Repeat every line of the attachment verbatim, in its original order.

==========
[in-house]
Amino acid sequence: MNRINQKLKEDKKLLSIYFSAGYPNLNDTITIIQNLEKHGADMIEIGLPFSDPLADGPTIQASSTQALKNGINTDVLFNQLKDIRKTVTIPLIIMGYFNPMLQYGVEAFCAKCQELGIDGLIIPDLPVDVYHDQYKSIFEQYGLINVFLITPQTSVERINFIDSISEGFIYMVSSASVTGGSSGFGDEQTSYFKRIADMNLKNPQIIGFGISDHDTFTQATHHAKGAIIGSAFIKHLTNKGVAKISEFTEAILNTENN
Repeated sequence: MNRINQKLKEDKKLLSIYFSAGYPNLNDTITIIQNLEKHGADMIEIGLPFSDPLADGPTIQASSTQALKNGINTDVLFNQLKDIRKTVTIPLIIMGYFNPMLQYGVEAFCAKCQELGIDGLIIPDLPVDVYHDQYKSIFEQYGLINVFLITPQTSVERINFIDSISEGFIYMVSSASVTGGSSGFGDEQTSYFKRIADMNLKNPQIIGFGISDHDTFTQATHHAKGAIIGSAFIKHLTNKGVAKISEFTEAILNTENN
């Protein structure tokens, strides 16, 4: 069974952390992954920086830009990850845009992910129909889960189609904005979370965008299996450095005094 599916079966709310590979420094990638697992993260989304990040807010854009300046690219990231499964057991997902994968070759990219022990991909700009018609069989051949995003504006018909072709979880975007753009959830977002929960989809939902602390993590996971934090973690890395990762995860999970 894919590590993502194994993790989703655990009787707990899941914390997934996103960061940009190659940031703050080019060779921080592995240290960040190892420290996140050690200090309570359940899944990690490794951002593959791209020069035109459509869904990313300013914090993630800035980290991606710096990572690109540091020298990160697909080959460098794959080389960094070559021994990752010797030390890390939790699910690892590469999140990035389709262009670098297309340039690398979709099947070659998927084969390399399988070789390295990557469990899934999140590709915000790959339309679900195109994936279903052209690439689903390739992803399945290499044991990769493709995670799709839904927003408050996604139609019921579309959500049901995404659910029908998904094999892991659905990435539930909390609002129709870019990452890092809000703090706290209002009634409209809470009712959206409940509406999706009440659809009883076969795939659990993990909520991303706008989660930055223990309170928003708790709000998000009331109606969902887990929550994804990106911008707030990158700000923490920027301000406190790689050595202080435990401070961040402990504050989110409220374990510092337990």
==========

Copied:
[in-house]
Amino acid sequence: MNRINQKLKEDKKLLSIYFSAGYPNLNDTITIIQNLEKHGADMIEIGLPFSDPLADGPTIQASSTQALKNGINTDVLFNQLKDIRKTVTIPLIIMGYFNPMLQYGVEAFCAKCQELGIDGLIIPDLPVDVYHDQYKSIFEQYGLINVFLITPQTSVERINFIDSISEGFIYMVSSASVTGGSSGFGDEQTSYFKRIADMNLKNPQIIGFGISDHDTFTQATHHAKGAIIGSAFIKHLTNKGVAKISEFTEAILNTENN
Repeated sequence: MNRINQKLKEDKKLLSIYFSAGYPNLNDTITIIQNLEKHGADMIEIGLPFSDPLADGPTIQASSTQALKNGINTDVLFNQLKDIRKTVTIPLIIMGYFNPMLQYGVEAFCAKCQELGIDGLIIPDLPVDVYHDQYKSIFEQYGLINVFLITPQTSVERINFIDSISEGFIYMVSSASVTGGSSGFGDEQTSYFKRIADMNLKNPQIIGFGISDHDTFTQATHHAKGAIIGSAFIKHLTNKGVAKISEFTEAILNTENN
């Protein structure tokens, strides 16, 4: 069974952390992954920086830009990850845009992910129909889960189609904005979370965008299996450095005094 599916079966709310590979420094990638697992993260989304990040807010854009300046690219990231499964057991997902994968070759990219022990991909700009018609069989051949995003504006018909072709979880975007753009959830977002929960989809939902602390993590996971934090973690890395990762995860999970 894919590590993502194994993790989703655990009787707990899941914390997934996103960061940009190659940031703050080019060779921080592995240290960040190892420290996140050690200090309570359940899944990690490794951002593959791209020069035109459509869904990313300013914090993630800035980290991606710096990572690109540091020298990160697909080959460098794959080389960094070559021994990752010797030390890390939790699910690892590469999140990035389709262009670098297309340039690398979709099947070659998927084969390399399988070789390295990557469990899934999140590709915000790959339309679900195109994936279903052209690439689903390739992803399945290499044991990769493709995670799709839904927003408050996604139609019921579309959500049901995404659910029908998904094999892991659905990435539930909390609002129709870019990452890092809000703090706290209002009634409209809470009712959206409940509406999706009440659809009883076969795939659990993990909520991303706008989660930055223990309170928003708790709000998000009331109606969902887990929550994804990106911008707030990158700000923490920027301000406190790689050595202080435990401070961040402990504050989110409220374990510092337990």